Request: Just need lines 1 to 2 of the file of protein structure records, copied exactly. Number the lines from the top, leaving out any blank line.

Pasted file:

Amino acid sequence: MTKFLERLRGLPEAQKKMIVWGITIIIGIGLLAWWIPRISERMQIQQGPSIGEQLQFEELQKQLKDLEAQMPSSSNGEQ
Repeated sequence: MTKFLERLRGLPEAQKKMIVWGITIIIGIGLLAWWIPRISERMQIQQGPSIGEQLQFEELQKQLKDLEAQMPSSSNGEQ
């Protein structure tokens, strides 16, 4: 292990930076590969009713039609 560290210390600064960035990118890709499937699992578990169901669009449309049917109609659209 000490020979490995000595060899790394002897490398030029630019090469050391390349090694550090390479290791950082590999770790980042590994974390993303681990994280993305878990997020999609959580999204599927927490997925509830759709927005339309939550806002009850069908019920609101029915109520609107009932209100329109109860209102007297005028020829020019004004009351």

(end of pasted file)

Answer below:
Amino acid sequence: MTKFLERLRGLPEAQKKMIVWGITIIIGIGLLAWWIPRISERMQIQQGPSIGEQLQFEELQKQLKDLEAQMPSSSNGEQ
Repeated sequence: MTKFLERLRGLPEAQKKMIVWGITIIIGIGLLAWWIPRISERMQIQQGPSIGEQLQFEELQKQLKDLEAQMPSSSNGEQ